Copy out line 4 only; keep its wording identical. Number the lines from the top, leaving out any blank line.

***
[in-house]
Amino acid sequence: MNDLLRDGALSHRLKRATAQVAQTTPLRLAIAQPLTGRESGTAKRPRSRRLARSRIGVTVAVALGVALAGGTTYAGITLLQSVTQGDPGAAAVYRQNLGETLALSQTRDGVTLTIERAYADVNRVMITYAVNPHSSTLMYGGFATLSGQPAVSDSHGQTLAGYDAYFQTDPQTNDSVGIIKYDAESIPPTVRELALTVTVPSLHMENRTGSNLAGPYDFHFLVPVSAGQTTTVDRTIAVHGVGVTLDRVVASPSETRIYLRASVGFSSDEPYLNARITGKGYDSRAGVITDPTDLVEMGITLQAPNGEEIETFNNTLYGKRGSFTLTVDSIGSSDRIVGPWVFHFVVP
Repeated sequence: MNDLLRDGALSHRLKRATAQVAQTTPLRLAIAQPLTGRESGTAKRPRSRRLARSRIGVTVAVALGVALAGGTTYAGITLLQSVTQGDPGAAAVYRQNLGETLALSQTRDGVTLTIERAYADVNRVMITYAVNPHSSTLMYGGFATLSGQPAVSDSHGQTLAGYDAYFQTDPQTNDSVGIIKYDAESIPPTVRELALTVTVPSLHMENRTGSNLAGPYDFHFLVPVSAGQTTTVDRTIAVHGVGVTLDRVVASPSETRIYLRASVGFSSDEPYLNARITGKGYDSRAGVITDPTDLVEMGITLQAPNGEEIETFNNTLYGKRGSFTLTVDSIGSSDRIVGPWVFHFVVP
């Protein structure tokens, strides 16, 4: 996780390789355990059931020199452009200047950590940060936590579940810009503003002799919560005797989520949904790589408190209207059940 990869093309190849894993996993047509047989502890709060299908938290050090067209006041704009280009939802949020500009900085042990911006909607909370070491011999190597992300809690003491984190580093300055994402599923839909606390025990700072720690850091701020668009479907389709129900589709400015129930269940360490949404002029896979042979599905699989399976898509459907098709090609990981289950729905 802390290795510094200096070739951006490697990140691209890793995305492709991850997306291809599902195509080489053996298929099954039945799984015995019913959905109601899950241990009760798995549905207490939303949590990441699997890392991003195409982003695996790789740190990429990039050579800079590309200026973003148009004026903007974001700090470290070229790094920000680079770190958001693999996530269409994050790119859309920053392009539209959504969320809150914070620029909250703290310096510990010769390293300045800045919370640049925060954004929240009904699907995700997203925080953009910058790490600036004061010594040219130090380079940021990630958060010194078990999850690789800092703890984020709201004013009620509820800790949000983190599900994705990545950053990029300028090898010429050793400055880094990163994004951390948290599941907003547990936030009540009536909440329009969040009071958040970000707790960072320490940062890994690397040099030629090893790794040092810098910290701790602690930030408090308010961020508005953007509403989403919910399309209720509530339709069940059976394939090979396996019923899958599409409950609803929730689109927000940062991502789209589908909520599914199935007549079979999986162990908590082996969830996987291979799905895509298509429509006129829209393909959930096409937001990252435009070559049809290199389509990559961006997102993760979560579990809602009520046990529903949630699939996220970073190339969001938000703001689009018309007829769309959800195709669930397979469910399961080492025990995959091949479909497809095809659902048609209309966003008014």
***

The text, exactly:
């Protein structure tokens, strides 16, 4: 996780390789355990059931020199452009200047950590940060936590579940810009503003002799919560005797989520949904790589408190209207059940 990869093309190849894993996993047509047989502890709060299908938290050090067209006041704009280009939802949020500009900085042990911006909607909370070491011999190597992300809690003491984190580093300055994402599923839909606390025990700072720690850091701020668009479907389709129900589709400015129930269940360490949404002029896979042979599905699989399976898509459907098709090609990981289950729905 802390290795510094200096070739951006490697990140691209890793995305492709991850997306291809599902195509080489053996298929099954039945799984015995019913959905109601899950241990009760798995549905207490939303949590990441699997890392991003195409982003695996790789740190990429990039050579800079590309200026973003148009004026903007974001700090470290070229790094920000680079770190958001693999996530269409994050790119859309920053392009539209959504969320809150914070620029909250703290310096510990010769390293300045800045919370640049925060954004929240009904699907995700997203925080953009910058790490600036004061010594040219130090380079940021990630958060010194078990999850690789800092703890984020709201004013009620509820800790949000983190599900994705990545950053990029300028090898010429050793400055880094990163994004951390948290599941907003547990936030009540009536909440329009969040009071958040970000707790960072320490940062890994690397040099030629090893790794040092810098910290701790602690930030408090308010961020508005953007509403989403919910399309209720509530339709069940059976394939090979396996019923899958599409409950609803929730689109927000940062991502789209589908909520599914199935007549079979999986162990908590082996969830996987291979799905895509298509429509006129829209393909959930096409937001990252435009070559049809290199389509990559961006997102993760979560579990809602009520046990529903949630699939996220970073190339969001938000703001689009018309007829769309959800195709669930397979469910399961080492025990995959091949479909497809095809659902048609209309966003008014």